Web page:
Ford Focus ST review
Sharper style, uprated performance and a new diesel option make the fastest current Focus even more compelling
If you believe motoring is meant to be enjoyed, it’s hard to think of a car that delivers as much fun for the money as the Ford Focus ST. There are faster hot hatches (and cheaper ones), but few share the Ford’s mix of excellent handling, punchy performance, and affordable practicality. It’s an accessible confection of family-friendly fun that has made the Focus ST a winner in previous guises, and the latest update has done nothing to dampen our enthusiasm.
New engines – including a punchy diesel – add a new dimension to performance, while styling, suspension and interior upgrades bring a little more sophistication to the party. There are compromises, of course, but you’d have to be a bit of a party pooper to put much of a downer on Ford’s hottest Focus.
The Ford Focus ST is part of a long-line of fast hot hatches from the brand with high-performance thrills and everyday usability at accessible prices. The sales figures are a testament to the model’s popularity with UK buyers. More than 140,000 have been sold globally since the German-built Focus ST was introduced in 2002, and a third of them have found homes over here.
The updated model sets out to continue that trend, and is available with either a 247bhp 2.0-litre, four-cylinder EcoBoost engine under the bonnet – downsizing from its predecessor's five-cylinder 2.5-litre unit – or a 182bhp 2.0 TDCi diesel for the first time.
Hot Focus aficionados can spot the latest model by its more aggressive, sportier styling, set off by a lower, wider stance. The sporty chassis and impressive handling of the standard model have been enhanced, too, as the Focus beefs up its arsenal in the battle with some very capable hot hatch rivals like the Renaultsport Megane 265, Volkswagen Golf GTI and GTD.
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While fans of the previous Focus RS will be eagerly awaiting the arrival of an even hotter version in 2016, for now they will have to make do with the ST as the range-topper. There’s no three door option, as the Focus ST comes with five doors and a six-speed manual gearbox only. Plus, there are only three simple trim levels: ST, ST-2 and ST-3. For those who need some extra space, a Focus ST estate version is also available.
Starting from £22,495 (the price for equivalent diesel and petrol models is identical), the Ford undercuts its main hot hatch rivals by a decent amount of money. Our sister title Carbuyer.co.uk crowned the Focus ST Best Hot Hatch in its March 2015 Awards – and for very good reason. However, it lost out to the extra performance and three and five-door versatility of the pricier SEAT Leon Cupra in our Auto Express awards.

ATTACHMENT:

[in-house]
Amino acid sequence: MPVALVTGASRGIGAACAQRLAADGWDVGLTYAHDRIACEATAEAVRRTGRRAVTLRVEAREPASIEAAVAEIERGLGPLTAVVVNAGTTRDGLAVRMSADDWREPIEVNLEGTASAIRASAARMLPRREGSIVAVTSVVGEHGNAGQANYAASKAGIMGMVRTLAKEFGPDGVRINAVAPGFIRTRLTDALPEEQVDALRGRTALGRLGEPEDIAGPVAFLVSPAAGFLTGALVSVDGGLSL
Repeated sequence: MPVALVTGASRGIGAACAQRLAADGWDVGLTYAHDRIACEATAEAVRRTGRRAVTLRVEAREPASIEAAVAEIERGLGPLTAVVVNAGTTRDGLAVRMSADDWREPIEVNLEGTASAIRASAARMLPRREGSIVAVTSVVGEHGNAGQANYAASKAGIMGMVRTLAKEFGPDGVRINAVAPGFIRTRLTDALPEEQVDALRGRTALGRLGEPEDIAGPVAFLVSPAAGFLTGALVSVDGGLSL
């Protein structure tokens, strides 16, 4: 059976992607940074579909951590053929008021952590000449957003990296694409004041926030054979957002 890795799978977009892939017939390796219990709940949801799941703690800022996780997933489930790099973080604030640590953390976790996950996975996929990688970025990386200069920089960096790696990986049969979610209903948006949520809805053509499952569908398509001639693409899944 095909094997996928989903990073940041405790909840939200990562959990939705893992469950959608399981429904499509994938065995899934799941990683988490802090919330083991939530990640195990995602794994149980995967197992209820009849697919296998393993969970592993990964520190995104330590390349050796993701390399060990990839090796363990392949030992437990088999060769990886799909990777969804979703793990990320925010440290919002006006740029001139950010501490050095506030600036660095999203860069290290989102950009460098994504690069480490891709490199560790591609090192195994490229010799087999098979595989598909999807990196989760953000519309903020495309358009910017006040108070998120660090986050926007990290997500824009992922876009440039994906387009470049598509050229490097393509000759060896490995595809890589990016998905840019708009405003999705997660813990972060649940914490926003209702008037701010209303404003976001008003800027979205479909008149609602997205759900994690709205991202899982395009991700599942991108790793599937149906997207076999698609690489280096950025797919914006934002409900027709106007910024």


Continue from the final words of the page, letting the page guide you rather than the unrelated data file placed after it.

Engines, performance and drive
As befits its role as a drivers’ car, the Focus ST only comes with a slick, six-speed manual gearbox – there’s no paddle-shift or auto option. When this is paired with a new front-wheel-drive chassis and a torque vectoring system that ensures maximum traction, it makes the Ford one of the best-handling cars in its class.
A well set-up suspension keeps body roll in check, and helps ensure stability through swift corners. The electromechanical steering has a meaty weight to it, and the fact that the ratio is higher than normal means it reacts immediately just off centre. However, the system lacks the more natural feel of the Volkswagen Golf GTI’s steering.
Yet despite its extremely reactive steering and sporting credentials, the Focus ST is also a remarkably capable long distance cruiser, thanks to its quiet cabin and hugely supportive Recaro seats. If a criticism had to be made, it'd be that the low-speed ride is a tad too firm, especially on the larger 19-inch alloys. Other hot hatches are even firmer, though – the Megane Renaultsport will jiggle your fillings out – so it’s not too much of a grumble.
Ford has taken a more economical stance with the latest Focus ST, replacing the thirsty old 2.5-litre five-cylinder engine from the previous-generation car with a 2.0-litre, turbocharged, four-cylinder EcoBoost unit. This engine provides more power than the old model – a boost of 22bhp to 247bhp, coupled with 339 Nm of torque – and will sprint from 0-62mph in 6.5 seconds.
However, if fuel economy is important, then the new 182bhp 2.0 TDCi option is the one to go for. Throttle response isn't as frantic as the petrol model, and that's reflected in the performance figures, but it's quick enough with loads of torque for effortless in-gear acceleration. The diesel returns 67.3mpg, but takes 1.6 seconds longer to get from 0-62mph, at 8.1 seconds.